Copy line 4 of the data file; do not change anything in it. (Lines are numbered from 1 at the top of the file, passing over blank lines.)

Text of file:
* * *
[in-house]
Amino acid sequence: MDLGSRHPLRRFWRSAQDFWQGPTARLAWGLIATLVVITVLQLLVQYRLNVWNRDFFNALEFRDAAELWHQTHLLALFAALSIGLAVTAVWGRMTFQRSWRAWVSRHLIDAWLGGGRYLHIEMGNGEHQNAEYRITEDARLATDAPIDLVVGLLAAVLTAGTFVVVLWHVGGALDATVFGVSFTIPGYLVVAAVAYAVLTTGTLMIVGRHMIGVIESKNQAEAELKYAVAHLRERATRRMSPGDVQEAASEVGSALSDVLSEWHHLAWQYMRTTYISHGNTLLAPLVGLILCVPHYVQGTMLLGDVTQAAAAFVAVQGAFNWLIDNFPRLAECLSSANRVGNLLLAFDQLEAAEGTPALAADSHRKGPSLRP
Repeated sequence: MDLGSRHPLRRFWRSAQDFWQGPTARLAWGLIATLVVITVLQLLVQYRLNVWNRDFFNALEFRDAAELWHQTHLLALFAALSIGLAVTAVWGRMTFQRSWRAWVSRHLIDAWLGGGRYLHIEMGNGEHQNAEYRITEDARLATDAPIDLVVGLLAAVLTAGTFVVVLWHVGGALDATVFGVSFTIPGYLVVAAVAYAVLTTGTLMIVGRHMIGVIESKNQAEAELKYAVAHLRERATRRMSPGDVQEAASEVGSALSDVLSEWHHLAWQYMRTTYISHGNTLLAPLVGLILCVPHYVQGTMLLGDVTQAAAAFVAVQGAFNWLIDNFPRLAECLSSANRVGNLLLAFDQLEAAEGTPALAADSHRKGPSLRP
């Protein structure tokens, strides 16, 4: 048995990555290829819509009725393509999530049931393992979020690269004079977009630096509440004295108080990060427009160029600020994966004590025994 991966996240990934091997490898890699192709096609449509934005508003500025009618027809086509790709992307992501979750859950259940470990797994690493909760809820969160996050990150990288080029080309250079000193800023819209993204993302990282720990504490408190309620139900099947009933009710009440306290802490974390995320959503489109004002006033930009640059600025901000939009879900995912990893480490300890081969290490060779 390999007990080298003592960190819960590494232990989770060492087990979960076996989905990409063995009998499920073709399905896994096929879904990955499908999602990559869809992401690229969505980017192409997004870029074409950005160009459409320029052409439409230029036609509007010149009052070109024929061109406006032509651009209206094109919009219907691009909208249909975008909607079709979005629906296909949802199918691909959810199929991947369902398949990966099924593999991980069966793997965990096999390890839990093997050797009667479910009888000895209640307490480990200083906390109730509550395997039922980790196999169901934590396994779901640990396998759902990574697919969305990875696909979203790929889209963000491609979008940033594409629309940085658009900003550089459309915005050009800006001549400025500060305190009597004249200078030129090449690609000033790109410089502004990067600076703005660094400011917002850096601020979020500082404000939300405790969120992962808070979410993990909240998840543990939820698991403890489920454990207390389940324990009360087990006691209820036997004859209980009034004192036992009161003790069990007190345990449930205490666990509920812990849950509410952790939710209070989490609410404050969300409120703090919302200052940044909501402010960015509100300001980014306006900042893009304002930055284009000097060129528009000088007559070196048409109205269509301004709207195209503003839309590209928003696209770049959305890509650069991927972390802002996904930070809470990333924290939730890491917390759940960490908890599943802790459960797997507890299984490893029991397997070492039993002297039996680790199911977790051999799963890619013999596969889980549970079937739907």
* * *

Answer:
């Protein structure tokens, strides 16, 4: 048995990555290829819509009725393509999530049931393992979020690269004079977009630096509440004295108080990060427009160029600020994966004590025994 991966996240990934091997490898890699192709096609449509934005508003500025009618027809086509790709992307992501979750859950259940470990797994690493909760809820969160996050990150990288080029080309250079000193800023819209993204993302990282720990504490408190309620139900099947009933009710009440306290802490974390995320959503489109004002006033930009640059600025901000939009879900995912990893480490300890081969290490060779 390999007990080298003592960190819960590494232990989770060492087990979960076996989905990409063995009998499920073709399905896994096929879904990955499908999602990559869809992401690229969505980017192409997004870029074409950005160009459409320029052409439409230029036609509007010149009052070109024929061109406006032509651009209206094109919009219907691009909208249909975008909607079709979005629906296909949802199918691909959810199929991947369902398949990966099924593999991980069966793997965990096999390890839990093997050797009667479910009888000895209640307490480990200083906390109730509550395997039922980790196999169901934590396994779901640990396998759902990574697919969305990875696909979203790929889209963000491609979008940033594409629309940085658009900003550089459309915005050009800006001549400025500060305190009597004249200078030129090449690609000033790109410089502004990067600076703005660094400011917002850096601020979020500082404000939300405790969120992962808070979410993990909240998840543990939820698991403890489920454990207390389940324990009360087990006691209820036997004859209980009034004192036992009161003790069990007190345990449930205490666990509920812990849950509410952790939710209070989490609410404050969300409120703090919302200052940044909501402010960015509100300001980014306006900042893009304002930055284009000097060129528009000088007559070196048409109205269509301004709207195209503003839309590209928003696209770049959305890509650069991927972390802002996904930070809470990333924290939730890491917390759940960490908890599943802790459960797997507890299984490893029991397997070492039993002297039996680790199911977790051999799963890619013999596969889980549970079937739907």